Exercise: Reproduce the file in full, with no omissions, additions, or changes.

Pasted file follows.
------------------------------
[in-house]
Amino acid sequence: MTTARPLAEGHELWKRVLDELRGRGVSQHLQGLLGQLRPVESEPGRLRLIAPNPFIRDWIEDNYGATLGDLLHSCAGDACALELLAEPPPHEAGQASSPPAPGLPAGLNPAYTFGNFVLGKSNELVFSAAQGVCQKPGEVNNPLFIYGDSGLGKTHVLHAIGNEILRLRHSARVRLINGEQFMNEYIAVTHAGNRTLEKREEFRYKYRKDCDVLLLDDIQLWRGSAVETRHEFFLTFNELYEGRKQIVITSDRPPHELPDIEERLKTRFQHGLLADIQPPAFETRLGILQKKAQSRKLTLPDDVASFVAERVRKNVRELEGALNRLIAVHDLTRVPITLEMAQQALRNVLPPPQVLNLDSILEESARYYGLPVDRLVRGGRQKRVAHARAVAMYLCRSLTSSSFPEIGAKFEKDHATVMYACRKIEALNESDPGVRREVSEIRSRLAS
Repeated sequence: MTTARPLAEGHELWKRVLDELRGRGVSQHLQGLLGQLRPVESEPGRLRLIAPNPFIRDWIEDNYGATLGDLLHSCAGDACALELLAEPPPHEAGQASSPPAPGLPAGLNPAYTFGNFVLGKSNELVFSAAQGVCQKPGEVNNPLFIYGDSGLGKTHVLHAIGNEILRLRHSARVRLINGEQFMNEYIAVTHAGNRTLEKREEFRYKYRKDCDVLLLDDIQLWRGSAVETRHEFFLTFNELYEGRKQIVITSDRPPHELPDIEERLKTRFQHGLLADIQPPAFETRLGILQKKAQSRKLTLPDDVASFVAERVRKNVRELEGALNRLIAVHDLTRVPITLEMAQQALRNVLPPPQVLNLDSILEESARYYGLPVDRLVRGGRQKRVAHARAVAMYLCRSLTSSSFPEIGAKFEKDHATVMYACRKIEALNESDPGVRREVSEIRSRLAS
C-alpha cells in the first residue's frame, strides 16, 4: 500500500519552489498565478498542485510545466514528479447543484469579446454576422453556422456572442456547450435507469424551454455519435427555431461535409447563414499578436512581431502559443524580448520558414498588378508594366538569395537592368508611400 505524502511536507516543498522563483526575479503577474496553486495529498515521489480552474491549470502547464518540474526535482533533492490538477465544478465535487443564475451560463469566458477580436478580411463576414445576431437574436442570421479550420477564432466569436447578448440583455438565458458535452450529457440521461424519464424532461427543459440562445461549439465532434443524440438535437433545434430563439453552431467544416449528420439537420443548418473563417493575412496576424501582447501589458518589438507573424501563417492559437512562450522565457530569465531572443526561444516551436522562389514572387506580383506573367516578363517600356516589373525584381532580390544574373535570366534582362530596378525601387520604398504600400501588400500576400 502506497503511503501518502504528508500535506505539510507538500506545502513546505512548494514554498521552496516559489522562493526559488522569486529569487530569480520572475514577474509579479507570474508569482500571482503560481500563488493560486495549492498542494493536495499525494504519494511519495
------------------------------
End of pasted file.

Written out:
[in-house]
Amino acid sequence: MTTARPLAEGHELWKRVLDELRGRGVSQHLQGLLGQLRPVESEPGRLRLIAPNPFIRDWIEDNYGATLGDLLHSCAGDACALELLAEPPPHEAGQASSPPAPGLPAGLNPAYTFGNFVLGKSNELVFSAAQGVCQKPGEVNNPLFIYGDSGLGKTHVLHAIGNEILRLRHSARVRLINGEQFMNEYIAVTHAGNRTLEKREEFRYKYRKDCDVLLLDDIQLWRGSAVETRHEFFLTFNELYEGRKQIVITSDRPPHELPDIEERLKTRFQHGLLADIQPPAFETRLGILQKKAQSRKLTLPDDVASFVAERVRKNVRELEGALNRLIAVHDLTRVPITLEMAQQALRNVLPPPQVLNLDSILEESARYYGLPVDRLVRGGRQKRVAHARAVAMYLCRSLTSSSFPEIGAKFEKDHATVMYACRKIEALNESDPGVRREVSEIRSRLAS
Repeated sequence: MTTARPLAEGHELWKRVLDELRGRGVSQHLQGLLGQLRPVESEPGRLRLIAPNPFIRDWIEDNYGATLGDLLHSCAGDACALELLAEPPPHEAGQASSPPAPGLPAGLNPAYTFGNFVLGKSNELVFSAAQGVCQKPGEVNNPLFIYGDSGLGKTHVLHAIGNEILRLRHSARVRLINGEQFMNEYIAVTHAGNRTLEKREEFRYKYRKDCDVLLLDDIQLWRGSAVETRHEFFLTFNELYEGRKQIVITSDRPPHELPDIEERLKTRFQHGLLADIQPPAFETRLGILQKKAQSRKLTLPDDVASFVAERVRKNVRELEGALNRLIAVHDLTRVPITLEMAQQALRNVLPPPQVLNLDSILEESARYYGLPVDRLVRGGRQKRVAHARAVAMYLCRSLTSSSFPEIGAKFEKDHATVMYACRKIEALNESDPGVRREVSEIRSRLAS
C-alpha cells in the first residue's frame, strides 16, 4: 500500500519552489498565478498542485510545466514528479447543484469579446454576422453556422456572442456547450435507469424551454455519435427555431461535409447563414499578436512581431502559443524580448520558414498588378508594366538569395537592368508611400 505524502511536507516543498522563483526575479503577474496553486495529498515521489480552474491549470502547464518540474526535482533533492490538477465544478465535487443564475451560463469566458477580436478580411463576414445576431437574436442570421479550420477564432466569436447578448440583455438565458458535452450529457440521461424519464424532461427543459440562445461549439465532434443524440438535437433545434430563439453552431467544416449528420439537420443548418473563417493575412496576424501582447501589458518589438507573424501563417492559437512562450522565457530569465531572443526561444516551436522562389514572387506580383506573367516578363517600356516589373525584381532580390544574373535570366534582362530596378525601387520604398504600400501588400500576400 502506497503511503501518502504528508500535506505539510507538500506545502513546505512548494514554498521552496516559489522562493526559488522569486529569487530569480520572475514577474509579479507570474508569482500571482503560481500563488493560486495549492498542494493536495499525494504519494511519495